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Tue Jun 11, 2019, 01:22 AM

Using stories from real life to make the existential fight for Medicare for All real to all

I had not heard from my friend P for a few weeks. She is a local activist with a seemingly non-activist pedigree. I am not even sure what her stance is on Medicare for All.

I knew the doctors diagnosed P's husband with cancer. But his prognosis was excellent. She had continued working her local pages and kept up with her activism work. But then, suddenly, she sent out a note stating that she needed to turn over her political pages to a new caretaker. A local political operative saw the notice.

"Egberto, did you know that P is backing down?" he asked.

"No, but I will contact her right away," I replied. "We can't lose her in this movement."

This morning we met at my local Starbucks, where many in the community keep a conversation going on our body politic with people of every stripe, ideology, and socioeconomic background. She said she had been sick herself, adding to the difficulties caused by her husband's illness.

And then she said something that made my blood boil.


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Reply Using stories from real life to make the existential fight for Medicare for All real to all (Original post)
egbertowillies Jun 11 OP
Stonepounder Jun 11 #1
area51 Jun 11 #2
Stonepounder Jun 11 #3

Response to egbertowillies (Original post)

Tue Jun 11, 2019, 01:38 AM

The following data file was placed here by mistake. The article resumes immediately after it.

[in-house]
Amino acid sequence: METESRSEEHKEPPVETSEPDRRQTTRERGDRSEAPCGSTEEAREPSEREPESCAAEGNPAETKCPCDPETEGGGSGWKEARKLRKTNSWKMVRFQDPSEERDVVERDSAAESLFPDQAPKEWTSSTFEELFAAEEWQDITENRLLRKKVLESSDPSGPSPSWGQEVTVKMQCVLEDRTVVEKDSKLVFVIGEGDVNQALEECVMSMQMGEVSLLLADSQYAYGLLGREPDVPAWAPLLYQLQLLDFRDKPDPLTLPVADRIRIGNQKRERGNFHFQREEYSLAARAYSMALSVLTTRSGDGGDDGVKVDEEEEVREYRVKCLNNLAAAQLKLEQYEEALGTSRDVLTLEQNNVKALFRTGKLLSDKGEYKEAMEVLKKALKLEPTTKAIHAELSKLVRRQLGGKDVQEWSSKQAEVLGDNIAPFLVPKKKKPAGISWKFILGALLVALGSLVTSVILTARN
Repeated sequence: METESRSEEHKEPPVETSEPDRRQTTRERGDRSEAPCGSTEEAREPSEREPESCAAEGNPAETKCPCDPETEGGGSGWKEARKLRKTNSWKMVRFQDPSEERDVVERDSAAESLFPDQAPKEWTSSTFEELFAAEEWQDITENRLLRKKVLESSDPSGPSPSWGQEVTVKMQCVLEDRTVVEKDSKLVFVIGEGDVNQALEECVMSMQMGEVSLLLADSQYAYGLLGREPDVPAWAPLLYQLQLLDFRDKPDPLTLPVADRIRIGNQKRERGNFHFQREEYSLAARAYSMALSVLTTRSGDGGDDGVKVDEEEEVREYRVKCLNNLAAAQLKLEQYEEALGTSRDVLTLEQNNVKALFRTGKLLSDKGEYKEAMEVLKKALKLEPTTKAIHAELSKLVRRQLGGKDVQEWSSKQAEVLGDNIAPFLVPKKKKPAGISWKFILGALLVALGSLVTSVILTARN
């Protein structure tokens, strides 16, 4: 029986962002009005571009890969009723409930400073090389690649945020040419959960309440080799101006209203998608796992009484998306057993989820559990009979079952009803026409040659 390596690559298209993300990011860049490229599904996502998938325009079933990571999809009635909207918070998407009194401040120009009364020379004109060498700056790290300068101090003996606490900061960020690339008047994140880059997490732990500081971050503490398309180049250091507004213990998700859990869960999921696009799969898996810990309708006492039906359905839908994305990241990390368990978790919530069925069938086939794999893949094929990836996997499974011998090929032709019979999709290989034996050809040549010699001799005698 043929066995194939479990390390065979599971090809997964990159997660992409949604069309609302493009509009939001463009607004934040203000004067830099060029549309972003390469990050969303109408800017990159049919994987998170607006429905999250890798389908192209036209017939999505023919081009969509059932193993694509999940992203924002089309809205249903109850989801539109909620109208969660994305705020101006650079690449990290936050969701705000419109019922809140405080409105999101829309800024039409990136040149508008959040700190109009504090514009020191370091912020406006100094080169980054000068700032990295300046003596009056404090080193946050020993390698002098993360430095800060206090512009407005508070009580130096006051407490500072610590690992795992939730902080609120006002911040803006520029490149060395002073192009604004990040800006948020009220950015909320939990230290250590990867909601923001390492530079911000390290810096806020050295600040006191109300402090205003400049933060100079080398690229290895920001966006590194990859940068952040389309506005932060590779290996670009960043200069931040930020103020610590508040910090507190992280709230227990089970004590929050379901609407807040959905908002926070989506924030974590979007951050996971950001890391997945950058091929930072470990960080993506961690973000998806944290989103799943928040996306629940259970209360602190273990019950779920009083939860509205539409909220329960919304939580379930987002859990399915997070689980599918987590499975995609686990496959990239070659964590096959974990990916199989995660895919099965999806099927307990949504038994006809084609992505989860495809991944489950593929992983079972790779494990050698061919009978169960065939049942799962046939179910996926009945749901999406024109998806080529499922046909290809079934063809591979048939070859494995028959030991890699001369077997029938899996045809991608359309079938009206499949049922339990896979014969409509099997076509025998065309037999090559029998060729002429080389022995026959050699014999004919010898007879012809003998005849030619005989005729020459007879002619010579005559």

1. And just for the record...

I am on what is usually called 'Medicare Advantage' where an insurance company takes the money that Medicare normally deducts from your Social Security check each month and provides you with a better insurance plan than straight Medicare.

It doesn't cover 100% of your medical bills, but realistically, it comes close. Back in January I had a lung biopsy and was in the hospital for 4 days in a 'not quite' intensive care ward in a private room. You can imagine the bill to someone without insurance. Between the negotiated price my insurance had worked out with the hospital and the share they paid, my total bill was $850.00. Once or twice I've had to get 'prior authorization' for something or another, but I've always been able to get the authorization. When my doctor told me that I had to go on a medication that I would be on for the rest of my life, he told me that the retail cost of the med was $95,000/year! But that he had already talked to my insurance company and got them to approve the meds. Between what my insurance pays and a grant that I will get annually from the mfgr of the meds, my cost for the meds is $0.

This is why we need a Medicare-for-Anyone-Who-Wants/Needs-It. It is a shame and a disgrace that people in the richest country in the world are dying because they can't afford to get the treatment necessary to save their lives!

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Response to Stonepounder (Reply #1)

Tue Jun 11, 2019, 06:17 AM

2. If you have time,

please take a look at the proposed legislation for comprehensive Medicare for All; it expands what's currently offered with Medicare.

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Response to area51 (Reply #2)

Tue Jun 11, 2019, 11:58 AM

3. Unfortunately, HR 676 (Medicare for All) no longer exists.

The House did pass an HR 676 bill this session, but it had nothing to do with health care, rather it was a NATO Support bill. It sort of looks like Health Care for All has gone back to the drawing board. See:


The original Health Care for All was a wonderful idea, but evidently got lobbied to death and the version that they are working on, behind closed doors, is a watered down version.


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